The Secret Life of the American President

George Washington, humbly at your service

1799

I believe I may be leaving my Martha soon. I feel so weak from that wretched cough I developed a few weeks ago. However, I am not afraid to die. I have done my duty and served my country. It may not have always been in the best ways, but I tried.

In my will, I have set my slaves free. Over the past years I have started to see things differently and believe they should be given a chance to play with the reins they will have in this new nation.

I do hope I won’t be forgotten.

Mount Vernon- my humble home. I have enjoyed the time I’ve been able to spend here now that my presidential assignment is finished. My main passion is farming. At the moment, I am harvesting wheat, corn, cotton, hemp, flax, and silk. I have experimented with a new patch of soil this season and it has increased the flax harvest exponentially. I’ll be using the land surrounding it in the future.

1797

I have declined to a third term of presidency. A third term could establish a lifetime term, which is not the direction this country needs to move in. Plus, I have grown tired of life in the public eye. I wish to retire to my estate.

September 18, 1793

I had to pleasure of laying down the first stone of what is to become our nation’s Capitol in Washington, D.C. today. It enthralls me to know that this will become such a monumental place in our country in the centuries to come.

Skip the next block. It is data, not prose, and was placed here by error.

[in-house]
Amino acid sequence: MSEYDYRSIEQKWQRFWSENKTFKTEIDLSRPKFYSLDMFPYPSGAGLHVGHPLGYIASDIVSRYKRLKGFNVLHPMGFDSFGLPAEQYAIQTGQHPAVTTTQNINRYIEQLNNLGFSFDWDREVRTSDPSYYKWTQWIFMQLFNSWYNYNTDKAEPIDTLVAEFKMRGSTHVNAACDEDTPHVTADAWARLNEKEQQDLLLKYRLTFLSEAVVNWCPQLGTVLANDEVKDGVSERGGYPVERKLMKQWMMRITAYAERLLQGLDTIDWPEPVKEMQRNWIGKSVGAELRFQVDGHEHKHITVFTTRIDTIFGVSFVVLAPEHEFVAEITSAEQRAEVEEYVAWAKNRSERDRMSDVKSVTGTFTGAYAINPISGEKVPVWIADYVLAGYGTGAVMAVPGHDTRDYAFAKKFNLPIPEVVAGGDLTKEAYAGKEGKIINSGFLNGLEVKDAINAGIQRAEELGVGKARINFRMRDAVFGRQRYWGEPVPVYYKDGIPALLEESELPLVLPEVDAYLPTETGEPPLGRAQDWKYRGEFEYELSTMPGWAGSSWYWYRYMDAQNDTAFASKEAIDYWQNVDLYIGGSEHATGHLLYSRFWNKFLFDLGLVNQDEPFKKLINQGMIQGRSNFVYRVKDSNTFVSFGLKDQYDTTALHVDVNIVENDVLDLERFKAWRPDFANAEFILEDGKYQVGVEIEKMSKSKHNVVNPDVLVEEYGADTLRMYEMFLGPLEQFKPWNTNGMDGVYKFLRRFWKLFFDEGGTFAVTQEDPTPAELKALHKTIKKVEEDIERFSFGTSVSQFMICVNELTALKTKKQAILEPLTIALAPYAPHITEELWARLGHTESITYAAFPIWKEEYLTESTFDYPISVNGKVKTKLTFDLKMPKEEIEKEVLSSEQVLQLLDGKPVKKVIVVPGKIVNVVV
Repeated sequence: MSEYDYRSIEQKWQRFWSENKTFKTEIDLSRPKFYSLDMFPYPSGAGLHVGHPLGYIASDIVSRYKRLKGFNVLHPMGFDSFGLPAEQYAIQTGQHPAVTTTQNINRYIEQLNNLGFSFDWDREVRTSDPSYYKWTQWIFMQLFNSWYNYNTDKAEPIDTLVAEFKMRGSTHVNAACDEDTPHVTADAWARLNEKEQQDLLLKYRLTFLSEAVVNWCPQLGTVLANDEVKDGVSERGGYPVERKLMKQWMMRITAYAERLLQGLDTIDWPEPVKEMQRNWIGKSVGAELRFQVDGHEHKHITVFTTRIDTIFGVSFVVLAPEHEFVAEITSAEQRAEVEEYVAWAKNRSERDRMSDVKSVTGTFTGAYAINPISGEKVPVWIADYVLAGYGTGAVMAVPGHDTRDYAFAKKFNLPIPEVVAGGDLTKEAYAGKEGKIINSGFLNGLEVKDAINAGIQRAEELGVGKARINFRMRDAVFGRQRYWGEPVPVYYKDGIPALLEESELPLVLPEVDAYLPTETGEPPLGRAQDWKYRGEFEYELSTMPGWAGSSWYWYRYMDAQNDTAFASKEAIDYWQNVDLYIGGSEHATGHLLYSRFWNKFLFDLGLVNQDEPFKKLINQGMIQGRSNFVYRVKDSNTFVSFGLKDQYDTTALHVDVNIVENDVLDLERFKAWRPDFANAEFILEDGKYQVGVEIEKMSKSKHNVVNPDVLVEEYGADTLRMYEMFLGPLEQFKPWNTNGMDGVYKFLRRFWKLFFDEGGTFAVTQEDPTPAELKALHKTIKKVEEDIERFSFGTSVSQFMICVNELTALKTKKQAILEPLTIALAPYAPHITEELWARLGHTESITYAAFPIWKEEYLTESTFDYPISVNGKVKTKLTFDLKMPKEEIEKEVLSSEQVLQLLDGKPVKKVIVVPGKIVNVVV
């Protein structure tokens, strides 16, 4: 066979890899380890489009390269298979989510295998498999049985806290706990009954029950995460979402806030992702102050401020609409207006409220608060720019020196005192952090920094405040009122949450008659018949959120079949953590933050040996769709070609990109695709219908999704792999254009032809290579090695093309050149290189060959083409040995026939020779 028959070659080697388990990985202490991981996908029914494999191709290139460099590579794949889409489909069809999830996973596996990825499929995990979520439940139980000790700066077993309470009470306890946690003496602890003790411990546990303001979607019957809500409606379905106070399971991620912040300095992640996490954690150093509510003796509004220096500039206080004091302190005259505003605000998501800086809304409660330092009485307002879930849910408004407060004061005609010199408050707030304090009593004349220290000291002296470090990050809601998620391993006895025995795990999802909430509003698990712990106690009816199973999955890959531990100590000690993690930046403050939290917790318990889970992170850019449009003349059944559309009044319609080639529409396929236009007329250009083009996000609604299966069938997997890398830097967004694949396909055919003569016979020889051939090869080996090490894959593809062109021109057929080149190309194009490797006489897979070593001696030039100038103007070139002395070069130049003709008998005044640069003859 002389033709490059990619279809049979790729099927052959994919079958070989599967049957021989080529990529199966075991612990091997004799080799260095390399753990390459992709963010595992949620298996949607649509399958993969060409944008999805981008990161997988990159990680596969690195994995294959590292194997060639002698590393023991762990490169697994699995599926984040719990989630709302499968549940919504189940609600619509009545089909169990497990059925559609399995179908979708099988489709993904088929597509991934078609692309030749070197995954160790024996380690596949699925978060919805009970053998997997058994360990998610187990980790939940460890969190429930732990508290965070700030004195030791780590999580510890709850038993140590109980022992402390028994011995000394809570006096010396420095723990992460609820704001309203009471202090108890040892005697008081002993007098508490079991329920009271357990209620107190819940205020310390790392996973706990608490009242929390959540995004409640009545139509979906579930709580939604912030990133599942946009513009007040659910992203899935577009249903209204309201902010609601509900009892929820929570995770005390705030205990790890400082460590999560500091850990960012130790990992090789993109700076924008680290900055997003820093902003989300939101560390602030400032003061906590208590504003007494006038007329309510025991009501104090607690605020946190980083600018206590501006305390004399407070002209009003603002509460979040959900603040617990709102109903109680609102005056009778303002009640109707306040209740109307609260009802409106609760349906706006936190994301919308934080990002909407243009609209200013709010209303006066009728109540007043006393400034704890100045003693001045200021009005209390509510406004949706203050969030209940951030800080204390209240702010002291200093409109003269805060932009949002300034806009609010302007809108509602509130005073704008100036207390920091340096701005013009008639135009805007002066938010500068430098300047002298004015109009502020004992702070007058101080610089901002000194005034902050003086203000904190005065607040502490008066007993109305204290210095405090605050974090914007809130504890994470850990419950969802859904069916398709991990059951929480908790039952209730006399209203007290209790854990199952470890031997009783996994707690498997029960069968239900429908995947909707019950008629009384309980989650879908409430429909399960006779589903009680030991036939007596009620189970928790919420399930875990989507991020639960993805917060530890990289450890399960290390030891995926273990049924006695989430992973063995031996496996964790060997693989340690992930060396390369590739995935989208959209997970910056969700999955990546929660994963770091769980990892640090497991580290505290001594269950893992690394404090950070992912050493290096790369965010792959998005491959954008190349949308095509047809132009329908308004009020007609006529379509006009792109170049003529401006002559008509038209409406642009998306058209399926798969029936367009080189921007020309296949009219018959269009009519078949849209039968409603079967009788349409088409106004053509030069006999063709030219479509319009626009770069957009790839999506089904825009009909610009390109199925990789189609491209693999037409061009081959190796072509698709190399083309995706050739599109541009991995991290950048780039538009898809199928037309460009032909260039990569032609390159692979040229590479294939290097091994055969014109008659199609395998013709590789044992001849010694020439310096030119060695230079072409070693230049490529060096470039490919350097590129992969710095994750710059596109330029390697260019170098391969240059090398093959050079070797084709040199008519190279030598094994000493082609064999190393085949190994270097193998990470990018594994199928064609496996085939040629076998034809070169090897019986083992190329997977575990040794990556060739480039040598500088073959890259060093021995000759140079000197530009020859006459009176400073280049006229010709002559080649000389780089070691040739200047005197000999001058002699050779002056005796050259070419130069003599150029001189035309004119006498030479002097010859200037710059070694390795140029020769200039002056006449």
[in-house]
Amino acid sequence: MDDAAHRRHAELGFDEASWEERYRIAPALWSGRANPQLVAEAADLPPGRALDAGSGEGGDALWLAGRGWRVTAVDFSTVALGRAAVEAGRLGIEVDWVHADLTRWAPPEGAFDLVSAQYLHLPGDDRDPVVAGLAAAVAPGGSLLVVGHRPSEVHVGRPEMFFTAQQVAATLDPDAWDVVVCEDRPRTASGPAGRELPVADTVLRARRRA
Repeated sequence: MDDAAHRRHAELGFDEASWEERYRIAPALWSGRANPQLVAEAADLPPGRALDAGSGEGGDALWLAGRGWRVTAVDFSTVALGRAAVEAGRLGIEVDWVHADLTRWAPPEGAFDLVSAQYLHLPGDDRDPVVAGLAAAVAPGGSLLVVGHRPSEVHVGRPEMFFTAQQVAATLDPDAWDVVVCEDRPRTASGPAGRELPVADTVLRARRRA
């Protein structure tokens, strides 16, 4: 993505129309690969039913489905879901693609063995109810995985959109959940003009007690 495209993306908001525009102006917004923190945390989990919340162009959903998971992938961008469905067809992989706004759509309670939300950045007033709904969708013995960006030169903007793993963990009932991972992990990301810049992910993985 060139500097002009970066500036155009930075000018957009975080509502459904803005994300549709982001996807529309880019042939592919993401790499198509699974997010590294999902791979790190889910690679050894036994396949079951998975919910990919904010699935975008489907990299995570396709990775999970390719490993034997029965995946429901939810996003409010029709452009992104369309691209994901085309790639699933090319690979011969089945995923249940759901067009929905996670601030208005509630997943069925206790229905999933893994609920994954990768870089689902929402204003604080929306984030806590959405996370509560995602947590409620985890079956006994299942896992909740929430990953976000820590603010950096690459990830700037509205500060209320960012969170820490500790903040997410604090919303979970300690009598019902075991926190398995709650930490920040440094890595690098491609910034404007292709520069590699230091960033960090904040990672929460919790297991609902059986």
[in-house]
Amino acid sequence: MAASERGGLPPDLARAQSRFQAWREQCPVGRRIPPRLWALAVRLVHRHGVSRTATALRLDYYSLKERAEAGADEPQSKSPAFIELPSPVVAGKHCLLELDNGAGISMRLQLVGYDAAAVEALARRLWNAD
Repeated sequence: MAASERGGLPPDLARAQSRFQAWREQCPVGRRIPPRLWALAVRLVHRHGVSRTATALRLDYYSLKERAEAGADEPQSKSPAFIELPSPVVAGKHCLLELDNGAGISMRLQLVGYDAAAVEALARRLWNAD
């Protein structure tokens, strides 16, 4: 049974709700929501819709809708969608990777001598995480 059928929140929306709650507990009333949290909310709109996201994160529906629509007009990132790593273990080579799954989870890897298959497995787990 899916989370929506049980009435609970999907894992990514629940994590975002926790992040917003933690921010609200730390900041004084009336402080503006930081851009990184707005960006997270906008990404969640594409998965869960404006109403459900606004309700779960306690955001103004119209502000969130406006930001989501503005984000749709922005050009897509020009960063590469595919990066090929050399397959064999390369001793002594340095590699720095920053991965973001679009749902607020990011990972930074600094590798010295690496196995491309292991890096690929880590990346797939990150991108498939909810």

April 22, 1793

To keep this country out of the battles grounds which belong solely to Great Britain and France, I have issued a Neutrality Proclamation which I hope will be successful.

1793

I have been re-elected for a second term of presidency. I do hope that serving consecutive terms does not become a usual occurrence in this office; that could cause problems.

1789

Congress has established a Department of Foreign Affairs, which should prove to be an immensely useful piece of our new nation.

June 1, 1789

What a day! I signed the first act of Congress today about the administration of oaths. It pertains to when and how oaths of different offices will be given, due to the Constitution only containing the oath of the presidency.

April 1789: I took my oath of office today on the balcony of the Senate chamber. My entrance just days ago was miraculous, filled with parades and cheering. I was given a barge to ride on to Manhattan, from which I could hear thirteen shots fired, one for each of the states. I wore my best brown suit and carried my sword at my side. My voice trembled many times, but maybe it was for the best. I can’t have the people expecting too much of me.

April 1789: I took my oath of office today on the balcony of the Senate chamber. My entrance just days ago was miraculous, filled with parades and cheering. I was given a barge to ride on to Manhattan, from which I could hear thirteen shots fired, one for each of the states. I wore my best brown suit and carried my sword at my side. My voice trembled many times, but maybe it was for the best. I can’t have the people expecting too much of me.

May 25, 1787

A Constitutional Convention is being held, and (big surprise) I have been elected president of it. I do not understand why they keep assigning these positions to me; they’d be much better off with another more suitable man.